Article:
What is the ‘secret’ to social media, in your opinion? 

You have to be persistently passionate.  If you are, you will naturally create an online buzz and make key connections. Keep throwing those social “seeds” out there.  Keep talking to your online community.  Keep asking questions.  Your passion is bound to fall upon somebody who can help you further your cause.  Find a mentor and be a mentor.

What companies/personalities are doing ‘the right thing’ in regards to social media?

I recently blogged about @QdobaWI or Qdoba Mexican Grill-Wisconsin “doing it right”.  My place of employment (@nsaagrafton) was recently praised in Corporate Report Magazine for its social media marketing.  Three of my personal favorite personalities to follow are @sarandipity, @claytonjenks and @triveraguy who are all from SE Wisconsin.  I appreciate their genuine authenticity.  I also have to commend you (@jthetruth) and Amerikas Addiction for the followers and friends you’ve gained.  You are passionate about what you do and you respond favorably with your fans. The Musicians of Wisconsin facebook group has also done some pretty neat things.

What inspired you to become a teacher? 

First of all, I would say that I am more of a mentor.  I like to help people in the process of going from A to B.  My faith in Jesus Christ is my number one inspiration to help others.  Second to that is my love for music.  I genuinely want to see others succeed in their musical dreams.  And I firmly believe that if are they willing to give to others, it will open doors of greater opportunities down the line.

Are there any events coming up in the future for you? 

Yes!  Stay tuned for Open Mic nights @nsaagrafton featuring the Musicans of Wisconsin facebook group.  The next one will be 2/19 at 6pm.  We are also performing an adult/youth version of the musical HAIRSPRAY at Nicolet 4/29-5/1.  

Any shout outs you want to give? 

I would like to thank international blues musician/mentor Michael “Hawkeye” Herman and former Worship Pastor Tracy Martin for being two of my strongest mentors.  I would also like to commend the folks at the Grafton Blues Association for the fine work they do presenting an annual blues festival in Grafton as well as other blues related events.  I would like to thank African American playwright Kevin Ramsey for creating the musicals “Grafton City Blues” and “Chasin’ Dem Blues” about the Paramount record label.  I would like to thank my friend and Dutch author/researcher/historian Alex van der Tuuk, my Japanese blues research/musician friend Akira Kikuchi and my online friends throughout the world who have taken the time to converse with me.   I am very blessed to be able to work at NSAA and love all of my fellow coworkers.                             

And finally, we know you are a social media addicted person, where can we find you online?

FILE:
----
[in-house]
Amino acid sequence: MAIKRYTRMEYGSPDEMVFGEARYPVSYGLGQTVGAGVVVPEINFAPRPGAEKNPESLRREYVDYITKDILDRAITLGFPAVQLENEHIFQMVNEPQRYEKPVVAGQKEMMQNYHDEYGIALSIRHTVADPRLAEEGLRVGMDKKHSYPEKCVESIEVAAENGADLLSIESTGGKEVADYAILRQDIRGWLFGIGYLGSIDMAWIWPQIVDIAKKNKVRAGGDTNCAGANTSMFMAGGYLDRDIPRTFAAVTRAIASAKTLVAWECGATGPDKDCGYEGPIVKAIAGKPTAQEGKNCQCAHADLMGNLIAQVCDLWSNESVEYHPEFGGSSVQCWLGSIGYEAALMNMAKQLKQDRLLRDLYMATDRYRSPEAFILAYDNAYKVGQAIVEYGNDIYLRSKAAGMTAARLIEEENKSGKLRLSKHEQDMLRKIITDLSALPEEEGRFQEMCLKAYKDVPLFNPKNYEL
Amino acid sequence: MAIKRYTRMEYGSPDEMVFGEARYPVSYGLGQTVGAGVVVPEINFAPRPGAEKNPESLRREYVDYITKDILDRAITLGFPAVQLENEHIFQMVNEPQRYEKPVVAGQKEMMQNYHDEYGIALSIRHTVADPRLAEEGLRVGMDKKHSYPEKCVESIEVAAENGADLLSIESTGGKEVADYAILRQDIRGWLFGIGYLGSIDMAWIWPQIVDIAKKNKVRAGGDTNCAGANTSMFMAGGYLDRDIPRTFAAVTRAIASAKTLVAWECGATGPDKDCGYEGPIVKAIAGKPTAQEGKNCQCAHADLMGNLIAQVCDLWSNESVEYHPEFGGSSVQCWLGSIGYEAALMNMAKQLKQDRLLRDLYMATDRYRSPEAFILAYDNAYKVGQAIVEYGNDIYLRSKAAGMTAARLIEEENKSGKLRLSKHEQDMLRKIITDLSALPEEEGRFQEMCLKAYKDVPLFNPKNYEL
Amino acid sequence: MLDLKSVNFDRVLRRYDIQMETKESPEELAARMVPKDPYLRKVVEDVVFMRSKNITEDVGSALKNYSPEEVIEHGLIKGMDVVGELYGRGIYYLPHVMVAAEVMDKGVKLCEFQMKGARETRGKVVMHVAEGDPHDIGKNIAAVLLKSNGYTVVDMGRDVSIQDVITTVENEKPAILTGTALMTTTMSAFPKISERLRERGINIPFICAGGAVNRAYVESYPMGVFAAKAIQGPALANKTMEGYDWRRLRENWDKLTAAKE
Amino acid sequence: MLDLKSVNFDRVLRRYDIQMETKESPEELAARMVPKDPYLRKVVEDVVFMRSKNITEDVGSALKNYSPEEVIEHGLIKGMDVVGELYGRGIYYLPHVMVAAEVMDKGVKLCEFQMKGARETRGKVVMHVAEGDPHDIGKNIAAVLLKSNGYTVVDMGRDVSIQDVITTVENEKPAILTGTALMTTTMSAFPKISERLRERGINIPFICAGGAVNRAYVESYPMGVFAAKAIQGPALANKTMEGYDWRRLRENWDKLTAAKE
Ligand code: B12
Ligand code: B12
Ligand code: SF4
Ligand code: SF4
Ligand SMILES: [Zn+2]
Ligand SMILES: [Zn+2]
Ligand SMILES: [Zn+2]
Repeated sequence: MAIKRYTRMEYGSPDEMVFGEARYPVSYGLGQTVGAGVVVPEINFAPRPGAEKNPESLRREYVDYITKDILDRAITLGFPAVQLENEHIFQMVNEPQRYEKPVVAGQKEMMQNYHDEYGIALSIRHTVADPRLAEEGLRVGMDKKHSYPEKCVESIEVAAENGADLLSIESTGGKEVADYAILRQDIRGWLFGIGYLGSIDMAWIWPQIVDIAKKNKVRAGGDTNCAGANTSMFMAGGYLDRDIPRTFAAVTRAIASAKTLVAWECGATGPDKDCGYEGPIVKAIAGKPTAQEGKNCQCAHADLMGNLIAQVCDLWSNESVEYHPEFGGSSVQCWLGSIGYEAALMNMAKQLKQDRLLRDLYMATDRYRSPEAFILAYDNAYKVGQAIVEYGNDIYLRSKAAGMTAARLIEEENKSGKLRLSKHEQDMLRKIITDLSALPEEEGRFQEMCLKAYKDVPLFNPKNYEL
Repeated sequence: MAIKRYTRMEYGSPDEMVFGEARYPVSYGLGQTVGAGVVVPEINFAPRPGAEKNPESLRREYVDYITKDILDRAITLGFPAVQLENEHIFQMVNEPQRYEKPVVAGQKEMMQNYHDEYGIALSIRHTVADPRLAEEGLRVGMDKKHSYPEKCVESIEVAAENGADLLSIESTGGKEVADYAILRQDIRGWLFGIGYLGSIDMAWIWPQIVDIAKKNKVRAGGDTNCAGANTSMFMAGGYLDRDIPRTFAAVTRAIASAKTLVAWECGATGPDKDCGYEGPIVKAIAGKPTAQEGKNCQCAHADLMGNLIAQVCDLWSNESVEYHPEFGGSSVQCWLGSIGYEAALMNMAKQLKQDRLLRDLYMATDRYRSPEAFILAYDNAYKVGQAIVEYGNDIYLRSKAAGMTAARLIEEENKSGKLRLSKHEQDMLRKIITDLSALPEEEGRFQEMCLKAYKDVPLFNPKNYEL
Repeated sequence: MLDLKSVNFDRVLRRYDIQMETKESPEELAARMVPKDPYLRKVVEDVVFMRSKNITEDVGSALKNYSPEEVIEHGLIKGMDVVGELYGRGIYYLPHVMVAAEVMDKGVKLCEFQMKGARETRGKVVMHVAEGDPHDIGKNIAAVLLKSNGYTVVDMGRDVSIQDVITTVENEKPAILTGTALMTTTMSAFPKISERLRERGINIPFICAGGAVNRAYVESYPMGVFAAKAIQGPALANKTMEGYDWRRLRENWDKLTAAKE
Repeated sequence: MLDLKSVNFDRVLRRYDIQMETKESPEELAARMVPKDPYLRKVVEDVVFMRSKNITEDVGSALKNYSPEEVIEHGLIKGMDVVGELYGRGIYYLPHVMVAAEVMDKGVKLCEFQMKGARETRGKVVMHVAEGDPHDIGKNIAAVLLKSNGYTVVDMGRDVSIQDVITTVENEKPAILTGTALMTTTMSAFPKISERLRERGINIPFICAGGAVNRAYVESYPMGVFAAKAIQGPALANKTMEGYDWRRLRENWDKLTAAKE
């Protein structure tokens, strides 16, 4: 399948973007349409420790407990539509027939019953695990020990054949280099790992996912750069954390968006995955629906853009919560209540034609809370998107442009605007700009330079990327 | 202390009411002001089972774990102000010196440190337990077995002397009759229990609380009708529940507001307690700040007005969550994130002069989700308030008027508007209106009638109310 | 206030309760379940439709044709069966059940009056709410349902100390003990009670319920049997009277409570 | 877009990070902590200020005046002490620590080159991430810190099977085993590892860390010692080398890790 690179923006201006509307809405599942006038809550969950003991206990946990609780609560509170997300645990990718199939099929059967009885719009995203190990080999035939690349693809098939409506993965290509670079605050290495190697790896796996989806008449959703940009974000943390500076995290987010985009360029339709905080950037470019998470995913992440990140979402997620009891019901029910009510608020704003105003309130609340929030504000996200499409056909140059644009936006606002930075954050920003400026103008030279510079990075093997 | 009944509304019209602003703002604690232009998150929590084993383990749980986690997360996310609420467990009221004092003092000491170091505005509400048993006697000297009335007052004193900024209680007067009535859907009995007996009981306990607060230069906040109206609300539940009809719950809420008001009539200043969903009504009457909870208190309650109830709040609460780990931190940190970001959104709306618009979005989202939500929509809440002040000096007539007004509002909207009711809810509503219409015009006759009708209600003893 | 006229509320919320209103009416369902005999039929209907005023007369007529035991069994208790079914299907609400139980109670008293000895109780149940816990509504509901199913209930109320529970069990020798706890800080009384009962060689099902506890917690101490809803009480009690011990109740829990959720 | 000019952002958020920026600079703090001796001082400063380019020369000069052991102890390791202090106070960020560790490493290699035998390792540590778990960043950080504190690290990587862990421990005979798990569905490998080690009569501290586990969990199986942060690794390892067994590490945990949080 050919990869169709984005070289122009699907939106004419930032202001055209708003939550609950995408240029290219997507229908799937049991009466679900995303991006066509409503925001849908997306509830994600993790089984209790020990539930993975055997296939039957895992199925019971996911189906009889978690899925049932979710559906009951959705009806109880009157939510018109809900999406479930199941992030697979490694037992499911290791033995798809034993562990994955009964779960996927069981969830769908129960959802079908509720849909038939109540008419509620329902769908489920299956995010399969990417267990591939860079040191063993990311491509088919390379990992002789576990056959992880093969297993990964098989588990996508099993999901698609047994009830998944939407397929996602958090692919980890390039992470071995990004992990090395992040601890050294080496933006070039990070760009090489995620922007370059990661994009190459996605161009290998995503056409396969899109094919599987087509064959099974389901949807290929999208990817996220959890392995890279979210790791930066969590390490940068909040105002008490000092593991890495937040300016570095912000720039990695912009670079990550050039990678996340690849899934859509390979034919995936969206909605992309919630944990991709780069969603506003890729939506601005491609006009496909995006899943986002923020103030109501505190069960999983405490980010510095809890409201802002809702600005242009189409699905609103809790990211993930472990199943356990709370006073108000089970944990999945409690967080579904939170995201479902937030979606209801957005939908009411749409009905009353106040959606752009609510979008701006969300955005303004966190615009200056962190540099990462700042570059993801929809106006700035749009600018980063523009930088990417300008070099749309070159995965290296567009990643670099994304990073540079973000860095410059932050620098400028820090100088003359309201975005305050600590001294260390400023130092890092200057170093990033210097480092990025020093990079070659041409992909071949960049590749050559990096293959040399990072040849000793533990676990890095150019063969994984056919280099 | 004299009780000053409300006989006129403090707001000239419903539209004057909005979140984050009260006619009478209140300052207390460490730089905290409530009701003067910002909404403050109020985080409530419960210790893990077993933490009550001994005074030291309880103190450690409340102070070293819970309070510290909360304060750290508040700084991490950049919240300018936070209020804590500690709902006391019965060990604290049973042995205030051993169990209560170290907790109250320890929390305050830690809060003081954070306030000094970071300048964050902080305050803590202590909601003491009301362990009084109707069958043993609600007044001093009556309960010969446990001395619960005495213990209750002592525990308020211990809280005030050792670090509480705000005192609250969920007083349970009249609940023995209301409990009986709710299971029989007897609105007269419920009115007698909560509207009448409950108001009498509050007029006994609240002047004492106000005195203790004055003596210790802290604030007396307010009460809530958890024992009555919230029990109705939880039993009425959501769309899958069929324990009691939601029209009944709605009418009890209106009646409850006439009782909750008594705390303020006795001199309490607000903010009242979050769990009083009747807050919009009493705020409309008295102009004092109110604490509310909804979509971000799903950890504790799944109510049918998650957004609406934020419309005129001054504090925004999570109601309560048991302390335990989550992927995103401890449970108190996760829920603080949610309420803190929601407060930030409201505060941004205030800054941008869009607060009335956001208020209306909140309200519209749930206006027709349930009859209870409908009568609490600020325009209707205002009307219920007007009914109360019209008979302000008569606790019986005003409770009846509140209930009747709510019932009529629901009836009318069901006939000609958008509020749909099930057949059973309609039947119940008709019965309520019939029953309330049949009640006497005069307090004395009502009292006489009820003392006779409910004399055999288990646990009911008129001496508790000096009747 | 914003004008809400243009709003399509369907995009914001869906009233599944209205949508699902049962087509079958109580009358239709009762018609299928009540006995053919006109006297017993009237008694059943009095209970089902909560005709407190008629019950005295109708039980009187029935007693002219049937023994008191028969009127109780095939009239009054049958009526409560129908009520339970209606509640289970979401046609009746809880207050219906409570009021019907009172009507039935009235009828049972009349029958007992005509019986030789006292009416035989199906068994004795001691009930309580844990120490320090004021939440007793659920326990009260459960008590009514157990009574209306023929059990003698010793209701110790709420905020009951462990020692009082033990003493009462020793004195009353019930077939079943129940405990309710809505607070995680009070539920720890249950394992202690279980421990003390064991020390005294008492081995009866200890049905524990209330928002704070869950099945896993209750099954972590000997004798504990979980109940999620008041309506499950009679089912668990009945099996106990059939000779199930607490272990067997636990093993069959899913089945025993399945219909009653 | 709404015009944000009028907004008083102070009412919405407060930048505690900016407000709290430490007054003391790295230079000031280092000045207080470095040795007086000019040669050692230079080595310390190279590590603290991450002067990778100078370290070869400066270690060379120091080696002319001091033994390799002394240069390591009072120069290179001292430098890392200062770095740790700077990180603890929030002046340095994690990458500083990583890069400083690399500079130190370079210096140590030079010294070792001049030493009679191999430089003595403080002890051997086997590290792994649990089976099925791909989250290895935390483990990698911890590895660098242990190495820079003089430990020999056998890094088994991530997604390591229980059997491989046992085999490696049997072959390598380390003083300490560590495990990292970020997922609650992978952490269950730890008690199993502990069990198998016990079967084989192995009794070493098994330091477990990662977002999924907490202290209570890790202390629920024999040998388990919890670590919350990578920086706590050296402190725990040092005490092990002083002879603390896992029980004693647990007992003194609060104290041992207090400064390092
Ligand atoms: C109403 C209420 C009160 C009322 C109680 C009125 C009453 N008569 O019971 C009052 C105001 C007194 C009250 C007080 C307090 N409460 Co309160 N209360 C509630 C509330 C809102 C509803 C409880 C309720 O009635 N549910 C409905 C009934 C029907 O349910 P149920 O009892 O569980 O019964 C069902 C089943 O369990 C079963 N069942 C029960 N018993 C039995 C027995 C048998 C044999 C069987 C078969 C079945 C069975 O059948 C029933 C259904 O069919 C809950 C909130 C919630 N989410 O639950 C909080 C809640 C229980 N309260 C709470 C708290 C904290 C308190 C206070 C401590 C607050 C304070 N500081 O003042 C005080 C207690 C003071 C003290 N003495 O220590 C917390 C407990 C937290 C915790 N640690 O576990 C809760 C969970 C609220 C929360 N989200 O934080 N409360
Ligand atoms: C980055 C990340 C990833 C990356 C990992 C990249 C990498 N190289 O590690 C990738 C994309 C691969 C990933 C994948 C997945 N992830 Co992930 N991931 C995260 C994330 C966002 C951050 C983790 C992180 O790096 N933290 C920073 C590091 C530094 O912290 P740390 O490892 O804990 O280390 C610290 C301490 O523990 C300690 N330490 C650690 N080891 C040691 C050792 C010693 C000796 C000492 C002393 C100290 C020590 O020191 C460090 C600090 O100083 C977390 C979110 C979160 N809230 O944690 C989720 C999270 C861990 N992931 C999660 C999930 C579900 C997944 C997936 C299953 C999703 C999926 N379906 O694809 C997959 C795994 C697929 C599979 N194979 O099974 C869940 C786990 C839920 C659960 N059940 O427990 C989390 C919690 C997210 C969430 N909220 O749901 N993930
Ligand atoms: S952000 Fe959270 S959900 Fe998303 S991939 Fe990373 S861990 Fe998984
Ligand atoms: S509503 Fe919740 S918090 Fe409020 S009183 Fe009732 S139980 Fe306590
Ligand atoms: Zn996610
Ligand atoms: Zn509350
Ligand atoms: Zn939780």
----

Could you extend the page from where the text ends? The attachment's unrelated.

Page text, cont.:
You can find me on twitter as @twirlygirlmuse and @sociofocus.  You can “friend me” as “Angie K Mack” on facebook.  I currently manage content and social media for several websites including 
http://sociofocus.com
http://northshoreacademyofthearts.org
http://storycreativeconnectionarts.com 
http://paramountshome.org  
I’m also on YouTube, LinkedIn, Foursquare and MySpace.

— 
Amerikas Addiction would like to thank Angie for her time in doing this interview! We hope some of our followers and addicts and who ever is reading this, will do themselves a favor and contact you and learn more about what you do and who you are! Keep doing what you desire ANGIE!
– – –
www.amerikasaddiction.com

www.twitter.com/amerikasaddict

www.facebook.com/amerikasaddiction

AMERIKAS ADDICTION

DO WHAT YOU DESIRE…

43.3210322-87.9628745
Grafton, WI 53024, USA

By chroniccreativity

Listen to a recent podcast episode in which The World Music Foundation talks with Angie about her pioneering work to preserve music history.

Mack Reilly is internationally known as a music educator, researcher and historian. She has worked with many famous writers and playwrights, musicians, actors, producers and film directors from all over the world. She introduced embracing the music history concept for Grafton’s downtown Paramount Plaza and served as the Chairperson for the International Walk of Fame Committee. Her spearheaded efforts have substantially increased tourism revenue throughout Ozaukee County despite the fact that she has been a volunteer. She is the one who pitched the ideas of having an annual blues festival in Grafton, a Paramount Walking Tour and a PBS “History Detectives” segment on Paramount Records.. She is famous for helping discover the unmarked grave of legendary blues icon, Arthur “Blind” Blake. She was a contributor on both of Jack White’s Grammy award winning Paramount box sets.

“Mack has since worked tirelessly to preserve and commemorate the city’s musical legacy,” –Amanda Petrusich, American music journalist and author for the New York Times, The New Yorker, Pitchfork Media and Paste (taken from her book,